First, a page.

In the past days the citizens of three European Countries – Slovakia, Turkey, Ukraine – went to the polls, other elections are being planned (in Westminster on Brexit), and the forthcoming elections for the renewal of the European Parliament will take place May 23-26. European democracy takes different shapes and forms, it brings new faces to the fore and sends varying signals. Is it enough to make a general evaluation? It’s a difficult task, also because each Country is marked by political developments of its own. Yet it is still possible to identify a set of common features.
Bratislava and the Visegrad Countries. The facts first of all: Slovakian citizens have chosen the new President of the Republic, Zuzana Caputova. A woman (finally!) for the first time holds the highest office in Bratislava; a young lawyer, divorced, mother of two, renowned for her battles in support of individual and collective rights and for her fight against corruption and organized crime. A staunch Europeanist in a Country that is a member of the Visegrad group along with Poland, Hungary and the Czech Republic:
who knows if the election of Zuzana Caputova signals a crack in the alliance of Countries that have always had a cautious approach to European integration, despite being among the greatest recipients of EU structural funds.
The President of the European Council Donald Tusk (Poland), seized the opportunity for a public reflection by sending a congratulatory message to the President-elect: “I am particularly pleased to see such a strong vote, at the heart of Europe, in favour of decency in politics, of rule of law and tolerance”, he wrote. Tusk sees in this election “unequivocal support for the European and Euro-Atlantic paths” of Slovakia (which, inter alia, has the euro as its currency, unlike its neighbours) and “a welcome sign that the values they represent can prevail over the cynicism of power politics and the false promises of populism.” A message with positive tones was also conveyed by Msgr. Stanislav Zvolensky, President of the Slovakian Bishops’ Conference, who said: “I trust that the new President will defend the fundamental values underlying our society and that she will work for the promotion and consolidation of the common good based on Christian values.”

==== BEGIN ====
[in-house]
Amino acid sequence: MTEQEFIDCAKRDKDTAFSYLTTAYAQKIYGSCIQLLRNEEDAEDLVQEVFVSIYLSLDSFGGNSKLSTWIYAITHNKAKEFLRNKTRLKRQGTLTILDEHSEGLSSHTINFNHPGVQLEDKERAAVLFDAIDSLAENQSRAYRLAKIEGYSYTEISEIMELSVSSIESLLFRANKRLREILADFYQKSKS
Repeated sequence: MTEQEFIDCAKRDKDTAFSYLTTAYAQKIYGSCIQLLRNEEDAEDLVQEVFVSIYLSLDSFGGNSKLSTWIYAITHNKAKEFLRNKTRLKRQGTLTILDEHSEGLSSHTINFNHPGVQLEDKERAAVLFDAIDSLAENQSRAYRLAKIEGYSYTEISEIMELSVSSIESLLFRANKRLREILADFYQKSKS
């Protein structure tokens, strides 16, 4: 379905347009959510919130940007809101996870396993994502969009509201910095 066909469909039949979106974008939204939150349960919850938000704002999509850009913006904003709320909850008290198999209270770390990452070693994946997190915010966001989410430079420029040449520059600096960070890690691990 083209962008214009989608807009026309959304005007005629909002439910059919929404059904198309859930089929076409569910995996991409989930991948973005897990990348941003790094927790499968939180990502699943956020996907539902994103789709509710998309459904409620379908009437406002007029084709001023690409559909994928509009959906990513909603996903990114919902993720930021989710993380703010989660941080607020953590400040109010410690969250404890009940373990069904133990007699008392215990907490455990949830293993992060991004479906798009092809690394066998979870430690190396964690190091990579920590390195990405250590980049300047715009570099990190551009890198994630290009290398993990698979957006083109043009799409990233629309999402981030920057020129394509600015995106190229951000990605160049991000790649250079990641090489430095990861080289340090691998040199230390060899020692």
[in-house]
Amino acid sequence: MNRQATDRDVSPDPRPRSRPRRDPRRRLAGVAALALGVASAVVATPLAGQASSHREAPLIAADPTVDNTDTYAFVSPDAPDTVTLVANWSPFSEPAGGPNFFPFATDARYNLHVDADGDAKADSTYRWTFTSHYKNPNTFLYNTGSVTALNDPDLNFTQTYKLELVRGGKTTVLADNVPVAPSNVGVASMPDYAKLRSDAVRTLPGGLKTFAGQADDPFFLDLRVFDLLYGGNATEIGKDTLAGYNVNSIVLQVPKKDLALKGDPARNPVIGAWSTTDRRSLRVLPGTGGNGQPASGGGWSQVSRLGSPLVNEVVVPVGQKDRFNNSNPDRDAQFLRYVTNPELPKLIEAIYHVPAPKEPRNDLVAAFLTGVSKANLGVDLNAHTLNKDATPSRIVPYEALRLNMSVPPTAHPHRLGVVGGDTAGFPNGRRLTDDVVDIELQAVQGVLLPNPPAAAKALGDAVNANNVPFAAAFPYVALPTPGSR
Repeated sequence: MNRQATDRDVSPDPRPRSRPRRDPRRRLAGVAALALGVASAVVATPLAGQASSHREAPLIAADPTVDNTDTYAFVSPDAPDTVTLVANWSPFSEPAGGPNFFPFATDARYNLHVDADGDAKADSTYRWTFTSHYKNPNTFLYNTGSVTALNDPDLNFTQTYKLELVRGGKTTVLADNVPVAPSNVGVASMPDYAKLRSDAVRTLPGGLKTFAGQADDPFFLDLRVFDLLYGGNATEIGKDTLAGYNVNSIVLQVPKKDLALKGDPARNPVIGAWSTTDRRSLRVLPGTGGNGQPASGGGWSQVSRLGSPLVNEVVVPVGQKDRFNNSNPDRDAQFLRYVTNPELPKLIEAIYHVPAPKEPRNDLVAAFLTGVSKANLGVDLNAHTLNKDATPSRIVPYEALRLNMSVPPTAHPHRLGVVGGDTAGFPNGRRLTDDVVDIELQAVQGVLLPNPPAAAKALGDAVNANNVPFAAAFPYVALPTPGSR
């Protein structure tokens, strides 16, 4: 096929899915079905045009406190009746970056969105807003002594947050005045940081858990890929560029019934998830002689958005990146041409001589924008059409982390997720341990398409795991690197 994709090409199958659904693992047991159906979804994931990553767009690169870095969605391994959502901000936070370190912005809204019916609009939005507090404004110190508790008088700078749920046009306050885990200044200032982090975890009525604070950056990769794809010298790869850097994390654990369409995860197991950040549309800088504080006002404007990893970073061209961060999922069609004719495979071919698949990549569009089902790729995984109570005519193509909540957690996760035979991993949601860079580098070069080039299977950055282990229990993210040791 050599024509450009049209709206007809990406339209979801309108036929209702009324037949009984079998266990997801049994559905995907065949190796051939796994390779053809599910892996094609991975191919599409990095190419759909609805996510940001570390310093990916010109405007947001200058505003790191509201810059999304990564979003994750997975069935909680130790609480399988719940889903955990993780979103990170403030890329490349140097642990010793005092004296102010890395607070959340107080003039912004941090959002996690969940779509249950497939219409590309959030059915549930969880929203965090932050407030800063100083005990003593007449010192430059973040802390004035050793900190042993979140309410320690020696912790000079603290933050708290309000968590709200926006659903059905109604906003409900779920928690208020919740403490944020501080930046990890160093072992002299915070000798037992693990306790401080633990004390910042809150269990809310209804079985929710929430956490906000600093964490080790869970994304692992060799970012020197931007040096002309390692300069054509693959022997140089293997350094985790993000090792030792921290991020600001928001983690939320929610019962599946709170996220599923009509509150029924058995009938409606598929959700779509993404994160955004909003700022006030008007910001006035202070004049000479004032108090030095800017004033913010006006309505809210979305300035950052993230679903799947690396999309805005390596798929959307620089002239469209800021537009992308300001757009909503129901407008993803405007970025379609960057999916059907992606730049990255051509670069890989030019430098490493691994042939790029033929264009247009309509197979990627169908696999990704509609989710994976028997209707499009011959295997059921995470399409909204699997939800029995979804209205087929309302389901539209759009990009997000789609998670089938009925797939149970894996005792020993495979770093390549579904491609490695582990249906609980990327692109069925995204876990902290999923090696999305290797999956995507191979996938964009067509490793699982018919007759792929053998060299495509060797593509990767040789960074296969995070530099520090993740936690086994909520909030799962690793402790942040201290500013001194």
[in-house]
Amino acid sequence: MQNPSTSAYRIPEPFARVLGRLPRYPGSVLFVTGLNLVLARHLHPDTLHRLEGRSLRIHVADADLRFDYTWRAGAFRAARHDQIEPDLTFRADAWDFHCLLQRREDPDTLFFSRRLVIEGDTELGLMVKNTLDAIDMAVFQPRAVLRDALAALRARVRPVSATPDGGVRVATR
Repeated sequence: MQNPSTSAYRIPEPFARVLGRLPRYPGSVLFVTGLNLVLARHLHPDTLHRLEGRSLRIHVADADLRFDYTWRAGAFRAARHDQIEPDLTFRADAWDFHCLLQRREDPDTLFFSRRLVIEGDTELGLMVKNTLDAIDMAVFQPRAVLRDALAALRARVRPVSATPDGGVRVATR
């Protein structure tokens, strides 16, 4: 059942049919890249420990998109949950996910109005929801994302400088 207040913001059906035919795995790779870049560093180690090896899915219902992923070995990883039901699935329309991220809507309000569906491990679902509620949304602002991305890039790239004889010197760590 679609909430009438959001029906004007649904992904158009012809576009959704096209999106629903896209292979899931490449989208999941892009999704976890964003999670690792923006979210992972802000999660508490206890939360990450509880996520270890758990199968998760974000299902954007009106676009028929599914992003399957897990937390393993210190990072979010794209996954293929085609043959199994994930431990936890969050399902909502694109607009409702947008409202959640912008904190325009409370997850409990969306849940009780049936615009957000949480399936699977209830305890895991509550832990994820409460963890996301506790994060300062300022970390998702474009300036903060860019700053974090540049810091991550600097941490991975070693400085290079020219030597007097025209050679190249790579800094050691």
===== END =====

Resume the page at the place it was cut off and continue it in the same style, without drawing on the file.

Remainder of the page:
Elections in Kiev, gaze extended to Moscow. The atmosphere in Ukraine is different, with the first round of Presidential elections held last week that gave a majority to comedian Volodymyr Zelenskiy with 30% of the vote, followed by the Europeanist, anti-Russian outgoing President, Petro Poroshenko with 17%. Former Premier Julija Tymoshenko ranked third with 13%, and is thus excluded from the run-off vote of April 21. Zelensky is known to the general public as the anchorman of the satirical TV show “Servants of the people”, in which he plays a man of the street who became national President.
Zelensky speaks Russian, and since the beginning he gained the conspicuous and cumbersome support of powerful Ukrainian businessman Ihor Kolomoysky,
not new to shady political positions. Poroshenko had made great promises, many of which he failed to keep – starting with economic recovery, meant to improve citizens’ daily lives. Yet he has also firmly rejected Russia’s claims on portions of Ukrainian territory, and acted as a liaison between Kiev, the European Union and NATO. Would Zelensky, a neophyte of political life, be capable of uniting the nation and be a counterbalance to Vladimir Putin?
Turkey, the cities and Erdogan. Turkey, a bridge connecting Europe and Asia, is the third Country that went to the polls for local elections. Its President Recep Tayyp Erdogan has grown intolerant of democratic rules and balances, with a heavy hand on internal opposition and especially on minority groups (the Kurds above all). He is also a cumbersome figure in the Middle-Eastern arena.
The outcome of the local vote shows that his party, AKP, has lost the lead in the Country’s two largest cities: Ankara, the capital, and the modern city of Istanbul.
This is not enough to conclude that Erdogan has lost his grips on voters, but it does represent a setback to his strong-arm, repressive, and anti-European politics.
Common features? Thus what are the possible common traits of these elections? It could be the anti-establishment trend, without distinction of colours and parties, which pours out against the leaders-in-office and governing forces. At the same time growing political polarization discourages initiatives for encounter, debate and exchanges with regard to values, projects and ideas, while conflict – that revolves around simplistic slogans, erecting barriers that separate opposing factions and fuelling the animosity of political supporters on both sides – is encouraged.
Whether this attitude goes under the name of populism it represents a factor that recurs throughout.
Against this setting, social media play a major role, expressing the force of convincing without debating. Social media imposes new players – who often fail to measure up to the institutional role they are competing for. Last but not least – and finally a positive factor – these elections registered high turnout at the polls. For some political analysts this could occur again in the European elections. Should tensions increase and debates (albeit superficial) grow heated, some additional citizens could decide to go to the polls to make their voices heard. This aspect is yet to be verified, but it could turn out to be a relevant factor in the new political era shaped by social media.